In her sprawling, bloody and visually arresting new video, M.I.A. imagines a dystopian future – one in which redheads are the target of a genocidal campaign.
Directed by Romain Gavras, son of the great, perennially political director Costa Gavras, "Born Free" has already ignited controversy since it debuted Monday. Shortly after the British singer-songwriter announced the video's debut via Twitter, she was complaining about her label, Universal Music, railing "FUCK UMG WHO WONT SHOW IT ON YOUTUBE!" She hastily backtracked on her claim, however, and though the clip is justifiably flagged for potential innapropriateness, it's readily available on her own YouTube channel.
Drumming up controversy is a ploy as old as the music video itself. And M.I.A.'s images of freckled, red-haired kids being rounded up are, on the surface, almost absurdly surreal. But the weird – and genuine -- recent spike in the attacks against "gingers" provides intriguing inspiration for a statement on prejudice, oppression and unfathomable cruelty.
The question is -- does it go too far? It's easy to get shock value out of sexual explicitness, while blowing people up generally remains as commonplace as this week's latest video game. The unrelenting brutality in "Born Free," however, is no shoot-'em-up romp. M.I.A. has built a career on making music that's as outspoken as it is danceable, and she comes by her politics honestly, as the daughter of a Tamil revolutionary whose early years were marked by civil war. But her nine-minute opus far exceeds the unnerving but mostly implied violence of notorious classics like Pearl Jam's "Jeremy" or Eminem's "Stan." In a spring that's also brought us Lady Gaga's chained-heat pastiche "Telephone" and Erykah Badu's nudity and assassination-dappled "Window Seat," it would appear the ladies are owning it on the envelope-pushing front.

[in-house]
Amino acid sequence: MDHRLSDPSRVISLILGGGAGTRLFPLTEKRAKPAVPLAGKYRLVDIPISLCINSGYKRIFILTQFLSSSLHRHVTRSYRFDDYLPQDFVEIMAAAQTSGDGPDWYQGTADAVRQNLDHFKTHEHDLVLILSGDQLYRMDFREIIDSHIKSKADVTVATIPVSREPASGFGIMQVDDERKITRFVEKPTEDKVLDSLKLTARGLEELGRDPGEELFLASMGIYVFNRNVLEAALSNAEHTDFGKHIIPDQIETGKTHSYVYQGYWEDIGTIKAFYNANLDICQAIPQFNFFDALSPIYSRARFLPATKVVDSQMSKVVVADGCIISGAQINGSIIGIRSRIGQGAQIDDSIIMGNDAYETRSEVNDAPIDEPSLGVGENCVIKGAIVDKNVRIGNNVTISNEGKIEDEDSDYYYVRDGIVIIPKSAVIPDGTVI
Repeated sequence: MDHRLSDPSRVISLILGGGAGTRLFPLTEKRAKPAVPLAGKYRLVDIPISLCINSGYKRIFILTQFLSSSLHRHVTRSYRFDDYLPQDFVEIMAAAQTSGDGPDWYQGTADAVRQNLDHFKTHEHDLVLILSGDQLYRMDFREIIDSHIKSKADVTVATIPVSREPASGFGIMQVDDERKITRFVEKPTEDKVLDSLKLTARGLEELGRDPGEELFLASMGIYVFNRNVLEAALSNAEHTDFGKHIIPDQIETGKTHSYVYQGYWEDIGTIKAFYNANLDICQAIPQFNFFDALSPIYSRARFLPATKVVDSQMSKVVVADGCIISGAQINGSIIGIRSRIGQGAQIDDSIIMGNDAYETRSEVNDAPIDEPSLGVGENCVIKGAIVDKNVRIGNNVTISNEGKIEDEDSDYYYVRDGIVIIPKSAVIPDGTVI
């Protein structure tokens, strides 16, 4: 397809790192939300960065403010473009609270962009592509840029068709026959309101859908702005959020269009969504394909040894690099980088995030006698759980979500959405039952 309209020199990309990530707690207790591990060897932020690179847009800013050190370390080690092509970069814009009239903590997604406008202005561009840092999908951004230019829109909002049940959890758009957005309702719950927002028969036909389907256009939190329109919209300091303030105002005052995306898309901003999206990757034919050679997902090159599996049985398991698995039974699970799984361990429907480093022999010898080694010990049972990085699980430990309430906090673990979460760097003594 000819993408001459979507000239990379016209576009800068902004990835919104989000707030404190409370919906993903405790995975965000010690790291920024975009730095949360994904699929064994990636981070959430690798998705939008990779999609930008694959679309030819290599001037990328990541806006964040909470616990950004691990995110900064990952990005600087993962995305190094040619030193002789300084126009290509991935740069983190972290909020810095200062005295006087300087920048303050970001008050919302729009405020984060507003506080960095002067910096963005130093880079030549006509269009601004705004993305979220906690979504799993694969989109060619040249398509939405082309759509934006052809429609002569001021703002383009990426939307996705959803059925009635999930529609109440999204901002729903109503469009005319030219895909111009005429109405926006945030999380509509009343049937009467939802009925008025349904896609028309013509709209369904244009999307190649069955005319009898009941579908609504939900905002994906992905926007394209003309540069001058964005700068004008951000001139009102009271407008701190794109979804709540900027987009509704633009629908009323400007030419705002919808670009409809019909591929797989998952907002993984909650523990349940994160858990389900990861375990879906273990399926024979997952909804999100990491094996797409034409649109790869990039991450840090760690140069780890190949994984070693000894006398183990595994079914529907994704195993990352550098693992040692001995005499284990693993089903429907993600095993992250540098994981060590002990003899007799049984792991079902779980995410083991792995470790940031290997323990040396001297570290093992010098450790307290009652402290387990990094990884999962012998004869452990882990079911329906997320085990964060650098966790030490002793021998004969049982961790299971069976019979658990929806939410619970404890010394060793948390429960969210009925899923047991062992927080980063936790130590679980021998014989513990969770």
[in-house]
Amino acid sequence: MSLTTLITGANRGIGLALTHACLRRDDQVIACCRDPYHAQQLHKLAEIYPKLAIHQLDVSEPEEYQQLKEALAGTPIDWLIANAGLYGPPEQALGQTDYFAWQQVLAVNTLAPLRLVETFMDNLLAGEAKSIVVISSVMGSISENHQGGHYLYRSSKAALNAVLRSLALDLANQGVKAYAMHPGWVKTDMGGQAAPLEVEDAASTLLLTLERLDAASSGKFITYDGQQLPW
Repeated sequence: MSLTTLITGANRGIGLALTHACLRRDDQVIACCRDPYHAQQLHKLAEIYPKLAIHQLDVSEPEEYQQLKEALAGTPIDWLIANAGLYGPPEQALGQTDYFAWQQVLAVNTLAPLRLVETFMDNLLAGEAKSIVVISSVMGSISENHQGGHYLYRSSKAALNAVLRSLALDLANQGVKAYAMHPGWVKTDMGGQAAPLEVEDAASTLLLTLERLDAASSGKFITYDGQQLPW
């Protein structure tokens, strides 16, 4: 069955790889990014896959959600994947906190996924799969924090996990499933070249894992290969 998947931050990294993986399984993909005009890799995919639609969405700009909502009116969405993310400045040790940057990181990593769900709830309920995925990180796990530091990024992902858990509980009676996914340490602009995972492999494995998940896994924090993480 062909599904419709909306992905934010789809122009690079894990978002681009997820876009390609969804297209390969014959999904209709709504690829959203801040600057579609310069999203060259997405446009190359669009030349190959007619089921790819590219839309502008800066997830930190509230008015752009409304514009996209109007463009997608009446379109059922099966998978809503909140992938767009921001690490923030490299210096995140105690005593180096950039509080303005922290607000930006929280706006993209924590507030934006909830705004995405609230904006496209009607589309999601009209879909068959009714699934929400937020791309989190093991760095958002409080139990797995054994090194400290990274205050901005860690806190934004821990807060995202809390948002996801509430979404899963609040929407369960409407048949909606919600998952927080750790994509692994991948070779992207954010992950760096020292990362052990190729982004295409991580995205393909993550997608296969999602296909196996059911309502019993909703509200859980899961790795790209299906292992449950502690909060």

"Born Free" is hard to watch, and not what anyone could call entertaining. The song, by the way, isn't M.I.A.'s best. But it's also undeniably powerful, a lurid parable on the systematic ethnic cleansing that goes on all over the world. There's a moment in it that made me gasp as much as anything in "The Hurt Locker" and "Waltz With Bashir." And to say that the climax evokes a haunting scene in Jean-Pierre Melville's brilliant "Army of Shadows" is a testament to its gut-wrenching effectiveness. When was the last time a music video made you feel something? When was the last time it made you think?
If you're anywhere right now where nudity, profanity and intense violence are an issue, you might want to wait to watch this. But when you get a chance, you should. It's a tough little masterpiece.